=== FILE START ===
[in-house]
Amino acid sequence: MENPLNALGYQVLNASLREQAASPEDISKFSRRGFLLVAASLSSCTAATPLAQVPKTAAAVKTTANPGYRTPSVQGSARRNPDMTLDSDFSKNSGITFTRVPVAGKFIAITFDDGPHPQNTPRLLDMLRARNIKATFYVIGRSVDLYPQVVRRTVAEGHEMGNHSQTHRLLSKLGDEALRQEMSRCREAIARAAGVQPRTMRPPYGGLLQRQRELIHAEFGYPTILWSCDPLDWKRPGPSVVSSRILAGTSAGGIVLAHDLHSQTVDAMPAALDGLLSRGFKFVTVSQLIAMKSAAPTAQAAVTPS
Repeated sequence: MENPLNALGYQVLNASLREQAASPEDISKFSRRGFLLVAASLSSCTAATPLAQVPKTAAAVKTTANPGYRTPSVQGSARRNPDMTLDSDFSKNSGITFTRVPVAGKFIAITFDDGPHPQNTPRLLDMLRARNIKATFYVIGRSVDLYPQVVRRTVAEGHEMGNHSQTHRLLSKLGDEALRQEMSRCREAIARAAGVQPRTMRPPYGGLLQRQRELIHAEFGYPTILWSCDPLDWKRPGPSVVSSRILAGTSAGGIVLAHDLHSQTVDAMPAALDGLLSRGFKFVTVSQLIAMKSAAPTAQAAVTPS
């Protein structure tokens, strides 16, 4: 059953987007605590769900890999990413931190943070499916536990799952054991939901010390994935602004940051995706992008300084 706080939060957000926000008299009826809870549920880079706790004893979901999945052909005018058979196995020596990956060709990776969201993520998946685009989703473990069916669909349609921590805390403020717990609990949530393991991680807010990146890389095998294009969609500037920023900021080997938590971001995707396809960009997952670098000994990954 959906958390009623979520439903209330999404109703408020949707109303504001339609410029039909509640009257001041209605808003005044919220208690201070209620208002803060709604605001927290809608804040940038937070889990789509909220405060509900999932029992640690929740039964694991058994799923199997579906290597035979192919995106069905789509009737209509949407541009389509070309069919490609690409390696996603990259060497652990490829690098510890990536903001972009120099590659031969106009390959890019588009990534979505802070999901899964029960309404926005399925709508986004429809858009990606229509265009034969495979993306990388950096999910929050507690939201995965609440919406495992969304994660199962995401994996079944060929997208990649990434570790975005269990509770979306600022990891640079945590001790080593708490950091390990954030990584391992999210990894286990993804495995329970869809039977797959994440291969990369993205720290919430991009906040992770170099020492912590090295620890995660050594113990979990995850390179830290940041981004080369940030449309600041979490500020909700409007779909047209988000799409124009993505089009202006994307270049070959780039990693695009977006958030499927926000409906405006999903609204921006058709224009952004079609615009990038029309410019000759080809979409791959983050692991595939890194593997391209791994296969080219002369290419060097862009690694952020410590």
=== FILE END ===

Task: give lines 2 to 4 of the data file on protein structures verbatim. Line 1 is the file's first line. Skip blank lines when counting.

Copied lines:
Amino acid sequence: MENPLNALGYQVLNASLREQAASPEDISKFSRRGFLLVAASLSSCTAATPLAQVPKTAAAVKTTANPGYRTPSVQGSARRNPDMTLDSDFSKNSGITFTRVPVAGKFIAITFDDGPHPQNTPRLLDMLRARNIKATFYVIGRSVDLYPQVVRRTVAEGHEMGNHSQTHRLLSKLGDEALRQEMSRCREAIARAAGVQPRTMRPPYGGLLQRQRELIHAEFGYPTILWSCDPLDWKRPGPSVVSSRILAGTSAGGIVLAHDLHSQTVDAMPAALDGLLSRGFKFVTVSQLIAMKSAAPTAQAAVTPS
Repeated sequence: MENPLNALGYQVLNASLREQAASPEDISKFSRRGFLLVAASLSSCTAATPLAQVPKTAAAVKTTANPGYRTPSVQGSARRNPDMTLDSDFSKNSGITFTRVPVAGKFIAITFDDGPHPQNTPRLLDMLRARNIKATFYVIGRSVDLYPQVVRRTVAEGHEMGNHSQTHRLLSKLGDEALRQEMSRCREAIARAAGVQPRTMRPPYGGLLQRQRELIHAEFGYPTILWSCDPLDWKRPGPSVVSSRILAGTSAGGIVLAHDLHSQTVDAMPAALDGLLSRGFKFVTVSQLIAMKSAAPTAQAAVTPS
């Protein structure tokens, strides 16, 4: 059953987007605590769900890999990413931190943070499916536990799952054991939901010390994935602004940051995706992008300084 706080939060957000926000008299009826809870549920880079706790004893979901999945052909005018058979196995020596990956060709990776969201993520998946685009989703473990069916669909349609921590805390403020717990609990949530393991991680807010990146890389095998294009969609500037920023900021080997938590971001995707396809960009997952670098000994990954 959906958390009623979520439903209330999404109703408020949707109303504001339609410029039909509640009257001041209605808003005044919220208690201070209620208002803060709604605001927290809608804040940038937070889990789509909220405060509900999932029992640690929740039964694991058994799923199997579906290597035979192919995106069905789509009737209509949407541009389509070309069919490609690409390696996603990259060497652990490829690098510890990536903001972009120099590659031969106009390959890019588009990534979505802070999901899964029960309404926005399925709508986004429809858009990606229509265009034969495979993306990388950096999910929050507690939201995965609440919406495992969304994660199962995401994996079944060929997208990649990434570790975005269990509770979306600022990891640079945590001790080593708490950091390990954030990584391992999210990894286990993804495995329970869809039977797959994440291969990369993205720290919430991009906040992770170099020492912590090295620890995660050594113990979990995850390179830290940041981004080369940030449309600041979490500020909700409007779909047209988000799409124009993505089009202006994307270049070959780039990693695009977006958030499927926000409906405006999903609204921006058709224009952004079609615009990038029309410019000759080809979409791959983050692991595939890194593997391209791994296969080219002369290419060097862009690694952020410590």